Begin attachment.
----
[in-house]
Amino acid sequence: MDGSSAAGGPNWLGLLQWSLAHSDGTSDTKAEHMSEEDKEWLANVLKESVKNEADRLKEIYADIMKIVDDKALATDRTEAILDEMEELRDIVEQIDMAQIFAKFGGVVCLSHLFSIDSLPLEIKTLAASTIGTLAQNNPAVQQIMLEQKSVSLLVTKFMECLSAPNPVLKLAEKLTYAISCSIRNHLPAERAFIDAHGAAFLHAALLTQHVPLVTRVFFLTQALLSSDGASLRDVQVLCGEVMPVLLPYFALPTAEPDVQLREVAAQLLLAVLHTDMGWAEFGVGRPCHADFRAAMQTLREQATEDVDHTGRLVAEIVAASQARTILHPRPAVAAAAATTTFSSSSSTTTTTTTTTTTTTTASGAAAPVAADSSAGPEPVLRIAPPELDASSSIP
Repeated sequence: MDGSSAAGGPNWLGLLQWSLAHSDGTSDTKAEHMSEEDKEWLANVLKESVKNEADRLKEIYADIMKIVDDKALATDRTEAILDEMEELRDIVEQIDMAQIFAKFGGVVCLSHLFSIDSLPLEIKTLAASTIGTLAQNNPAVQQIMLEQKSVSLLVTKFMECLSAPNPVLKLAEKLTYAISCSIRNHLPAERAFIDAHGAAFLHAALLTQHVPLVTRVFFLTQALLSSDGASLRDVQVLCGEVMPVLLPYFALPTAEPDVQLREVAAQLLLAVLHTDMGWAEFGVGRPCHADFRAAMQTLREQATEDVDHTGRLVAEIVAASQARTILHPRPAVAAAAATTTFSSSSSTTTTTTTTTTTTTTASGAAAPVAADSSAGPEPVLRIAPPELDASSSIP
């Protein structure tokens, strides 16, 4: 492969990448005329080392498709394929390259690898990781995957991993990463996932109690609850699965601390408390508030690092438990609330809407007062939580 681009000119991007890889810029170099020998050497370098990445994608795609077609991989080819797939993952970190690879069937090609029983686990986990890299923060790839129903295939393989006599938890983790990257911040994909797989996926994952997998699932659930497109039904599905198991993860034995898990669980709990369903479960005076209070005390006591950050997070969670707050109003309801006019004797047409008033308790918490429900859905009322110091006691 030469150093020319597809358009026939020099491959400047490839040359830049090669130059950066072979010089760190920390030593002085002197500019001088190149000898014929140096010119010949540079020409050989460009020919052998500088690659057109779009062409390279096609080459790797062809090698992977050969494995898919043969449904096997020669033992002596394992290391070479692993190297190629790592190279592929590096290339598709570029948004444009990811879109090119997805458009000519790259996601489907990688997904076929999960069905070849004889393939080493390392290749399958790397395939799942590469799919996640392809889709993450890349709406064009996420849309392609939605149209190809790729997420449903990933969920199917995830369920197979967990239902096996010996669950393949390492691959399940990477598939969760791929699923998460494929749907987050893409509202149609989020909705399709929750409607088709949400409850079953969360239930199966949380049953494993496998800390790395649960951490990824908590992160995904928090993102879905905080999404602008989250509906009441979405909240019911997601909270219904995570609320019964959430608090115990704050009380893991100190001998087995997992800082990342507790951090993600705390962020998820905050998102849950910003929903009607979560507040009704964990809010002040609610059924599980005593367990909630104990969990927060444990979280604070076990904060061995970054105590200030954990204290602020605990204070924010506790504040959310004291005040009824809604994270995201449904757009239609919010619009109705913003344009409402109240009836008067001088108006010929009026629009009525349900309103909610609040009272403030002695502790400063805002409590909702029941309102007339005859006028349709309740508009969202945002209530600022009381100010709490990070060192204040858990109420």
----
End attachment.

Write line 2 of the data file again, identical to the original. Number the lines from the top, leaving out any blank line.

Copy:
Amino acid sequence: MDGSSAAGGPNWLGLLQWSLAHSDGTSDTKAEHMSEEDKEWLANVLKESVKNEADRLKEIYADIMKIVDDKALATDRTEAILDEMEELRDIVEQIDMAQIFAKFGGVVCLSHLFSIDSLPLEIKTLAASTIGTLAQNNPAVQQIMLEQKSVSLLVTKFMECLSAPNPVLKLAEKLTYAISCSIRNHLPAERAFIDAHGAAFLHAALLTQHVPLVTRVFFLTQALLSSDGASLRDVQVLCGEVMPVLLPYFALPTAEPDVQLREVAAQLLLAVLHTDMGWAEFGVGRPCHADFRAAMQTLREQATEDVDHTGRLVAEIVAASQARTILHPRPAVAAAAATTTFSSSSSTTTTTTTTTTTTTTASGAAAPVAADSSAGPEPVLRIAPPELDASSSIP